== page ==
The current political situation doesn’t help matters: there is no credible political opposition, and the government sees the rebuilding as an instrument to consolidate its power. Weighing heavily are also the interests of big business and of the states that are already making moves to get in on the multi-billion dollar deal, inasmuch as they can. At this point, Syria is still caught in a tight grip by international sanctions and by its inability to exploit its (limited) energy reserves. But Russia, China, Saudi Arabia, Iran, and the United Arab Emirates are all waiting at the door.
Assad has already promised the lion’s share to Moscow. Beijing has been careful to remain neutral in the conflict, in order to make inroads into the new economic landscape with its New Silk Road. Tehran has invested billions of dollars and provided military forces to prop up the Syrian president, and is seeking some gains in return, political but not only. Riyadh has already paid a visit to Raqqa, testing the waters for a deal, and Abu Dhabi is setting aside its provocative political role and attempting to build a fruitful rapprochement with Damascus. Meanwhile, the US and European countries are left on the outside looking in.
There is much to do—where before there was a stable country, there is now only rubble. Before 2011, Syria was growing at an average of 4 percent per year, offered free education and health care, and had an unemployment rate of 8.6 percent. The poverty rate was over 28 percent, but it was counterbalanced by well-rooted social and family networks: today it is above 80 percent. The first serious hit came from the international sanctions, which caused the GDP to shrink by a third in the months after the outbreak of the conflict.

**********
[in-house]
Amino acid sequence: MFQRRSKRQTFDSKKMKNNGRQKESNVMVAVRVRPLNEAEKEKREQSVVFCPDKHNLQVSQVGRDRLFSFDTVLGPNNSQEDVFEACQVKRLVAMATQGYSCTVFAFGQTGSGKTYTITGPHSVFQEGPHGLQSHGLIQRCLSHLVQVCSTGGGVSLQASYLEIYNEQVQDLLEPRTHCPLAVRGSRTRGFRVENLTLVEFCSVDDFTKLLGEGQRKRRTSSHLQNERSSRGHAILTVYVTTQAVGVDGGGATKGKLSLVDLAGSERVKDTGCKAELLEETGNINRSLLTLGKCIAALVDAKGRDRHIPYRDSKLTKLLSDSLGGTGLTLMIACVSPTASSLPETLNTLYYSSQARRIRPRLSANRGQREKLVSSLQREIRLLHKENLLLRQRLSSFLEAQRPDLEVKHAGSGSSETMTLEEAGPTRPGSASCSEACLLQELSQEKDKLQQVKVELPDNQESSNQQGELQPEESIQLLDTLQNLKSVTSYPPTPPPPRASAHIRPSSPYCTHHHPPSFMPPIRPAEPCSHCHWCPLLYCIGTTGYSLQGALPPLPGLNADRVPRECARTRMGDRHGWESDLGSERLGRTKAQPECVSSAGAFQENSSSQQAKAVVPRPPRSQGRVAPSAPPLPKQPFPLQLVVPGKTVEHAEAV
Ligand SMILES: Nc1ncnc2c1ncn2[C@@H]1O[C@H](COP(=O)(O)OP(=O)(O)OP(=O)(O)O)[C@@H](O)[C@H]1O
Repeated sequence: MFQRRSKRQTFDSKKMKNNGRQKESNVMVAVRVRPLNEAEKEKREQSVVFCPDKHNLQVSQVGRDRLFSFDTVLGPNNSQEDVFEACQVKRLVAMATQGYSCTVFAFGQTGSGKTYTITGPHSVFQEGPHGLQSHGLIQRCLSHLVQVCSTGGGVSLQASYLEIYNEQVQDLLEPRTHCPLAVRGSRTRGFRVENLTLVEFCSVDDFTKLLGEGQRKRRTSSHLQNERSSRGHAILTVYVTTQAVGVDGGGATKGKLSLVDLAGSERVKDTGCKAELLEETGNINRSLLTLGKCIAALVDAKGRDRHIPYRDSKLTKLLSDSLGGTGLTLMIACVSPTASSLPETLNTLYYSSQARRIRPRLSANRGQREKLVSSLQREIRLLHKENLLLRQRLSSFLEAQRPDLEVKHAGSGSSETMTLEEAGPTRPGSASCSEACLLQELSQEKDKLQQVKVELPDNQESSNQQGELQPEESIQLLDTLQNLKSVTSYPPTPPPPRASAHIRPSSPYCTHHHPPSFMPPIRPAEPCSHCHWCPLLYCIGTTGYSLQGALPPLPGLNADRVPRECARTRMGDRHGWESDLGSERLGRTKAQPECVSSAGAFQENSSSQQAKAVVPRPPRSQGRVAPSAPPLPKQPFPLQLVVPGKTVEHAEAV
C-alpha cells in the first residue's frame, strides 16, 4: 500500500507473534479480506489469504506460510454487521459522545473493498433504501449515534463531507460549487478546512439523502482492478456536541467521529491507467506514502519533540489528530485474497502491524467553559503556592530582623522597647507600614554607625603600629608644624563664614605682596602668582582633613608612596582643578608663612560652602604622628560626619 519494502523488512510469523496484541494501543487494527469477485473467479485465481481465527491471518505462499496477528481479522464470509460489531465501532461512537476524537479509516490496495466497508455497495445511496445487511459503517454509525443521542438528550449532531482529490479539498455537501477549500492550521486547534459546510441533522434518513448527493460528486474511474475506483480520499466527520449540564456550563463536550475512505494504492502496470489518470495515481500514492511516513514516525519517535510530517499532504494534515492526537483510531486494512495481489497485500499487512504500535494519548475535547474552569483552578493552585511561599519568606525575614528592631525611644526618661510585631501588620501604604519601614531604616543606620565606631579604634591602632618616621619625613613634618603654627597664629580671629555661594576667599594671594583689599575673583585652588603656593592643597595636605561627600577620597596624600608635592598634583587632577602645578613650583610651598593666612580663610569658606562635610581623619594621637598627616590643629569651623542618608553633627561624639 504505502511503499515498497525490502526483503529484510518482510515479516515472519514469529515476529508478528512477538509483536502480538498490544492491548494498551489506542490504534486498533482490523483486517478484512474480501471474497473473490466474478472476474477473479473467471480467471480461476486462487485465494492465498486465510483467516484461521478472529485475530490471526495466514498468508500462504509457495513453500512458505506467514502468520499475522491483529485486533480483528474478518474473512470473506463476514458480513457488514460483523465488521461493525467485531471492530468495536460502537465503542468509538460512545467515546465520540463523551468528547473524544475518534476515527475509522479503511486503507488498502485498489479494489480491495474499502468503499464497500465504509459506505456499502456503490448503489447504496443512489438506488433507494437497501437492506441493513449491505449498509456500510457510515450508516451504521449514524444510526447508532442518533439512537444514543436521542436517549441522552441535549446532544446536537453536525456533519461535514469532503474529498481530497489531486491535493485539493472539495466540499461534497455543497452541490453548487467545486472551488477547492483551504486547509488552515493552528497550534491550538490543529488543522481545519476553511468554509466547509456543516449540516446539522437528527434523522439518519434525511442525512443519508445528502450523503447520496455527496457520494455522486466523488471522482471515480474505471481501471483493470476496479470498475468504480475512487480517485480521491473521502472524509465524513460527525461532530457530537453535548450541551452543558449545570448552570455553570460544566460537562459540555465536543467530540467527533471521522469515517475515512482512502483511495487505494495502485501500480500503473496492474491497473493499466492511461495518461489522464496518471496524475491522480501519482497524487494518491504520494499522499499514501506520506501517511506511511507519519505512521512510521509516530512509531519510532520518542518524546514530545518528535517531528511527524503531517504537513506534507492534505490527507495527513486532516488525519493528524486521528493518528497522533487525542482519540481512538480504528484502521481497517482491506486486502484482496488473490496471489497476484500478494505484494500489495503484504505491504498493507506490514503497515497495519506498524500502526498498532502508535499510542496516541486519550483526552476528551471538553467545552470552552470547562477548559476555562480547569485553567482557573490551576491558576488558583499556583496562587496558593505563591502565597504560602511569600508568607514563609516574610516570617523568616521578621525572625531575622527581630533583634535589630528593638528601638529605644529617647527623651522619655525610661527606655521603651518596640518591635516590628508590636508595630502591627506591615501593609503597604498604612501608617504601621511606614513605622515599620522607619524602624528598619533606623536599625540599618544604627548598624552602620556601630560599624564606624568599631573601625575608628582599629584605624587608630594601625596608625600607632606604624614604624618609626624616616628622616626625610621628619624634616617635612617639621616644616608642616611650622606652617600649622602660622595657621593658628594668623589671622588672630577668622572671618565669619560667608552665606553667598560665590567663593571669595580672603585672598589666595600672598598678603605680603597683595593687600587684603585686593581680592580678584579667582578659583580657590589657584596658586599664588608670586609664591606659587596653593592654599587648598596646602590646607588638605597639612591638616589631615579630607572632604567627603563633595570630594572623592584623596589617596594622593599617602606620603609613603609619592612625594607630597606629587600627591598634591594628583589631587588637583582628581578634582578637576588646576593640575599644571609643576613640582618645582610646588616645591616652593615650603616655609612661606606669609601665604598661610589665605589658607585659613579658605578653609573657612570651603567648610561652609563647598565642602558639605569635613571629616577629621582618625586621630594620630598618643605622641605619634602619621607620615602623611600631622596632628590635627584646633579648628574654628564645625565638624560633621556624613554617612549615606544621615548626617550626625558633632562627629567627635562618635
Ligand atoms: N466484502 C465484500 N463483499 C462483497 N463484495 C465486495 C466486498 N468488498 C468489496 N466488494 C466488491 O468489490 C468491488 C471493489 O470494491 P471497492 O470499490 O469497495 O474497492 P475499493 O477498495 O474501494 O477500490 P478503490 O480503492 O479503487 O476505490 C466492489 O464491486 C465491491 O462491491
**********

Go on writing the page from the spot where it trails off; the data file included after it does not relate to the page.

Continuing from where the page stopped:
Everything else was quick to follow: the destruction of farms, factories, a full third of all private homes and half the health and educational infrastructure. Exports fell by 92 percent, the foreign exchange reserves went from $21 billion in 2010 to $1 billion today, the national budget was cut down to the bone ($5 billion), and the GDP contracted from $60 billion before the conflict to $15 billion in 2016. Half a million jobs disappeared every year. The price of basic necessities such as rice and flour has doubled, and the price of fuel is ten times what it was in 2010.
In Syria, the clock has been turned back 50 years: the average life expectancy has plummeted from 76 years in 2011 to 56 years today. And one must not forget that an entire generation of young Syrians, the children born just before and during the conflict, have known nothing but war their entire lives.